I don't know why you think I have ever brought this up before now. I just simply know that you don't have to call a corporation to find out an email address. Go to any corporate website and look for investor relations tab, or contact us section. Under it you will see how the company's email nomenclature is set up. For example-first With 95% certainty, you will be able to get to the person. Trust me, I work for a marketing company who does that very thing.

So, put down the gun aimed at me. I'm trying to help your stories come to life with the other side of the story. And that's what you want, right? Lazy journalism had nothing to do with the content of the post...rather the reason why you may not be able to email anyone.

legalschnauzer said...

I don't know who you are, @12:51, but the issue of subjects being contacted has been brought up numerous times in comment section. Whether you participated in those discussions, I don't know. But I've explained multiple times that I will do everything in my power to contact subjects and give them a chance to respond. You don't need to explain the contact us business to me. I've done that many times. But you admit that is only 95 percent accurate, and I would say you are overstating it quite a bit. I've practiced journalism for 35-plus years, in the digital era and before that, and any reporter will tell you that people can make themselves unreachable if they want to--especially if they know their name is part of a story they don't want to be a part of.

legalschnauzer said...

There are multiple angles to this story, @12:41, not just the aggregate one you mention. The most important angle, in my mind, is that an astounding number of high-level, elite professionals fell for such a digital con game--and that they were actively trying to cheat on their spouses. That, in my view, is a major story re: our current society.

These people certainly have a right to privacy, as described by law. But I also have a right to publish material that has entered the public sphere. These people made the choice to engage with a company that was both morally bankrupt and sloppily run. That's unfortunate for them, but it's still a story.

Anonymous said...

@12:51 again...just a point of clarification. The 95% means that if you use the methods I describe, 95% of the time you will get a good business/government email address for the individual. Whether they reply or not is obviously no where close to the figure. And, you're right, some individuals will change their email nomenclature just because of anonymity.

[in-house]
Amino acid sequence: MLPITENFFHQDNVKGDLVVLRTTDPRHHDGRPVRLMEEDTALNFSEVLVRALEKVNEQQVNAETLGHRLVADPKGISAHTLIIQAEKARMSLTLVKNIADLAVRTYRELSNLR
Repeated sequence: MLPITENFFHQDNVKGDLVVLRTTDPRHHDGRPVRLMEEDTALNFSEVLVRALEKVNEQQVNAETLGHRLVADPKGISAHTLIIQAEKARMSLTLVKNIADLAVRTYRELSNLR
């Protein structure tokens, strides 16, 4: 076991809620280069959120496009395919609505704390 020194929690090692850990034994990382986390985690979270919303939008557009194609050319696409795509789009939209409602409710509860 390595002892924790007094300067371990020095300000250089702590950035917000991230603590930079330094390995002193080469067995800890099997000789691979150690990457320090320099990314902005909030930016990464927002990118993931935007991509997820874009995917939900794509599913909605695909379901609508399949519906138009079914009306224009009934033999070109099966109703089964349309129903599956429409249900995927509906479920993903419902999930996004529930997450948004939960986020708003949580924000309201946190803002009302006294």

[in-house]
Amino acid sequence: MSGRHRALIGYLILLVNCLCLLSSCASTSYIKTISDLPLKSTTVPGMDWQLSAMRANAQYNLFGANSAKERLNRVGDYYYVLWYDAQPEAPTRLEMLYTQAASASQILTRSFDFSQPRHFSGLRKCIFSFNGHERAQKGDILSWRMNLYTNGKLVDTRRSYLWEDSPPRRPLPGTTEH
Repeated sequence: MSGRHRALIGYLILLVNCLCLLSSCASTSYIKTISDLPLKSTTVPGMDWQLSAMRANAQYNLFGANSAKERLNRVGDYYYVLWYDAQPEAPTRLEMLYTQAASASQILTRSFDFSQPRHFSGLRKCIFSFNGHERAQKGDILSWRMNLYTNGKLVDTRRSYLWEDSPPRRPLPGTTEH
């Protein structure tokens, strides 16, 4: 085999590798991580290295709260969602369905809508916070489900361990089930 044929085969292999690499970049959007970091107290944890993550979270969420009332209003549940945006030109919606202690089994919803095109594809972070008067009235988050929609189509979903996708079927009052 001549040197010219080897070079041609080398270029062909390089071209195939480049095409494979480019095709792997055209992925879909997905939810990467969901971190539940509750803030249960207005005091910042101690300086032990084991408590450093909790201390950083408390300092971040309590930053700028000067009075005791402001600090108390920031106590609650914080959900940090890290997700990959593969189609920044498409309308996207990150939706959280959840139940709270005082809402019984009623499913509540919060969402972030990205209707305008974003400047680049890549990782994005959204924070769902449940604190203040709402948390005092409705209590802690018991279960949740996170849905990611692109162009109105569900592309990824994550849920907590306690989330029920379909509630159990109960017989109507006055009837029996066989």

Carry on. Didn't know this was such a beaten up subject.

Anonymous said...

You say morally bankrupt, a more empathetic person would say many of these people were in a bad place in life. The dentist above said he was suffering from depression, and probably spent a tiny amount of time browsing a website whilst fantasizing about a different life. I say poor guy, this event has amplified a minuscule human failing into a life changing event. This is a damaged person who needs help and empathy which anyone who is Christian should recognize as the correct response. Your absolutist morals are not mine and your black and white view of these people is lacking in any nuance. To me people, relationships, life, is complicated and I prefer not to judge or to impose values on others.

A name on a list; are they a wanton philanderer, or a person suffering from depression, or a generally decent person who made a lapse in judgement. Your coverage leaves no room for any subtly.

e.a.f. said...

The former customers of A.M. are suing the corporation?????? Why draw more attention to yourself? By suing people are in fact advertising they used the service. much smarter to say something along the lines of": some one used my name. wasn't me.

If nothing else this has been humorous. You wanted an affair. some one found out. told the world and now you want to be compensated. There is something wrong here.

If politicians, public officials are perporting to be religious, ethical, moral, etc. and they're looking for an affair at the same time, consider this whole thing pay back for having double standards.

didn't any of these men think for one minute some one might hack the site???? Didn't they think a black mailer might find this type of site a source of income. Most likely the men thought they were so smart, no one would ever catch them.

Word of advise. If you are doing something which you don't want to be caught at, don't tell any one, don't use anything electronic, don't put it in writing. There are now research companies who have the research typed on old style manual type writers. they are the only "safe" method. papers are then kept in a vault.

legalschnauzer said...

The outcome of these lawsuits should be very interesting, e.a.f. Will the plaintiffs, at some point, have to come out from behind pseudonyms? That is one big question.

legalschnauzer said...

I would suggest, @10:41, that you read my 3:43 comment again. I said the company, Ashley Madison, was morally bankrupt (and sloppily run). I didn't say the users were morally bankrupt.

Anonymous said...

We do not need Ashley Madison here in Auburn. We have Mazola and Key parties.If you want to join us, do not bring GMC keys.The mayor drives a GMC.None of the women will pick them. Rumor has it that he has "SHORTY" tattooed on his equipment. My date got stuck with them one night.I called her Sunday to ask about her night with SHORTY. I heard her giggle, and then she replied, actually the tattoo reads "Shorty's Bar and grill Chattanooga Tennessee"

legalschnauzer said...

Thanks for providing a good belly laugh, @10:47. You've certainly enlightened us on the "other side" of life in "the Loveliest Village."